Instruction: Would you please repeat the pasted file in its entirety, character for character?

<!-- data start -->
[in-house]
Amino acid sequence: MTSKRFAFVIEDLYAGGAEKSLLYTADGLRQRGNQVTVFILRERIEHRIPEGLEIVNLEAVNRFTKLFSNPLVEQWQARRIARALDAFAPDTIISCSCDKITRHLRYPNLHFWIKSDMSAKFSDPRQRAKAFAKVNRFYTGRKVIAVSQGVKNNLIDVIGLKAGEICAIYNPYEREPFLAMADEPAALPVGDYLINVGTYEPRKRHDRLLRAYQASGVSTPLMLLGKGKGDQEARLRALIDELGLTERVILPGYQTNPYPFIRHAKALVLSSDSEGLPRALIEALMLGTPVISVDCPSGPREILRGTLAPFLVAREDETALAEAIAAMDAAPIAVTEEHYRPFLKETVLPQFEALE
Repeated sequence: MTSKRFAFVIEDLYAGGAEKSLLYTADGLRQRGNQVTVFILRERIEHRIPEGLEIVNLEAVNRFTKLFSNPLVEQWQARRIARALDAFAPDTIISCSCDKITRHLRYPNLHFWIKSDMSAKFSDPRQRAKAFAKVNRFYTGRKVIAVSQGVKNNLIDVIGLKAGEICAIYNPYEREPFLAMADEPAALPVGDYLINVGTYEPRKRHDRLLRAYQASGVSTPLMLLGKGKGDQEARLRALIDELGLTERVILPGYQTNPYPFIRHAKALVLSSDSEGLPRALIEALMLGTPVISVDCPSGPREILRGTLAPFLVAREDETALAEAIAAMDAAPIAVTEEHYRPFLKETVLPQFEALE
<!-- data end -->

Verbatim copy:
[in-house]
Amino acid sequence: MTSKRFAFVIEDLYAGGAEKSLLYTADGLRQRGNQVTVFILRERIEHRIPEGLEIVNLEAVNRFTKLFSNPLVEQWQARRIARALDAFAPDTIISCSCDKITRHLRYPNLHFWIKSDMSAKFSDPRQRAKAFAKVNRFYTGRKVIAVSQGVKNNLIDVIGLKAGEICAIYNPYEREPFLAMADEPAALPVGDYLINVGTYEPRKRHDRLLRAYQASGVSTPLMLLGKGKGDQEARLRALIDELGLTERVILPGYQTNPYPFIRHAKALVLSSDSEGLPRALIEALMLGTPVISVDCPSGPREILRGTLAPFLVAREDETALAEAIAAMDAAPIAVTEEHYRPFLKETVLPQFEALE
Repeated sequence: MTSKRFAFVIEDLYAGGAEKSLLYTADGLRQRGNQVTVFILRERIEHRIPEGLEIVNLEAVNRFTKLFSNPLVEQWQARRIARALDAFAPDTIISCSCDKITRHLRYPNLHFWIKSDMSAKFSDPRQRAKAFAKVNRFYTGRKVIAVSQGVKNNLIDVIGLKAGEICAIYNPYEREPFLAMADEPAALPVGDYLINVGTYEPRKRHDRLLRAYQASGVSTPLMLLGKGKGDQEARLRALIDELGLTERVILPGYQTNPYPFIRHAKALVLSSDSEGLPRALIEALMLGTPVISVDCPSGPREILRGTLAPFLVAREDETALAEAIAAMDAAPIAVTEEHYRPFLKETVLPQFEALE